Sunday’s Argentinian Grand Prix will go down as one of the most bizarre, entertaining and controversial races in the history of the 500cc/MotoGP World Championship.
The talking points were plenty and whilst a lot of attention post-race focused on Marc Marquez and, to a lesser extent, Valentino Rossi, the biggest point from a British perspective, and the one that needs celebrating the most, is that Cal Crutchlow won his third MotoGP. And in doing so, took over the Championship lead, the first Briton to do so since Barry Sheene in 1979.
Crutchlow’s victory, his third in MotoGP, and Honda’s 750th GP win, came in a race where a drying track saw the entire field, except pole setter Jack Miller, pull into pit lane after the warm-up lap to fit slick tyres. The Australian had already made the decision to run slicks so should have had a major advantage but the rule book was torn up and, instead of starting from the end of pit lane, the remaining 23 riders were allowed to reform on the grid albeit 50m behind Miller.
No-one seemed to know what was going on and whilst everyone else was in pit lane, Miller was left to sit alone on his Ducati in pole position. Delays took place and a 50m advantage on the grid didn’t seem anywhere enough with the Australian essentially being penalised for making the correct decision in the first place. It wasn’t MotoGP’s finest hour.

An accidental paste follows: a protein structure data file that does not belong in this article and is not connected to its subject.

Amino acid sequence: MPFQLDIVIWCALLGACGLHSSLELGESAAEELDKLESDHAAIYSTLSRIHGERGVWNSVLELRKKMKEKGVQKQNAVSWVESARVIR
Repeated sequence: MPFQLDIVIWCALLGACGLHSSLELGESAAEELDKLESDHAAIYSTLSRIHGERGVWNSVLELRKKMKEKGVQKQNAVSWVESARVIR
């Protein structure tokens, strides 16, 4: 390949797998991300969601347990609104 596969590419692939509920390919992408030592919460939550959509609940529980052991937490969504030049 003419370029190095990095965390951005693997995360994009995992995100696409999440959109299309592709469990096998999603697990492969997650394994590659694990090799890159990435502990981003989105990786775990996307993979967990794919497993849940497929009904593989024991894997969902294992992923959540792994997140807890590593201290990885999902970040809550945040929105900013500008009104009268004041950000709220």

But Crutchlow, Johann Zarco, Alex Rins and Miller went on to put on a brilliant show of riding as they battled for the entire race distance. The British rider seemingly revels in such conditions and jumped to the top of the championship standings after two rounds. All four riders should have received great plaudits but were overlooked considerably instead. Rins’ first MotoGP podium, for example, barely got mentioned.
Marquez makes mistakes
What got everyone hot under the collar were the antics of Marc Marquez. From the moment he stalled his Repsol Honda, the reigning world champion seemed to be in a state of disarray and instead of pulling off the grid and starting from pit lane, he bump-started his RCV before riding it the wrong way down the track to get back to his grid position. Mistake number one.
He subsequently received a ride-through penalty for this misdemeanour which dropped him to the back of the field and as he tried to fight his way through the pack, a desperate move saw him punt Aprilia’s Aleix Espargaro off the track. Mistake number two.
This second indiscretion resulted in the race organisation instructing him to drop back a place although Espargaro later said a move on him by Danilo Petrucci, which went unpunished, was worse than that of Marquez.
But the one that caused the biggest controversy was another lunge, this time on Rossi, which caused the Italian to run wide onto the grass and fall. Mistake number three.
The Spaniard received a 30s penalty which dropped him from fifth to 18th with Rossi one further place back after remounting. The incident was similar to what happened at Malaysia in 2015 when Rossi knocked Marquez off in his own wild manoeuvre.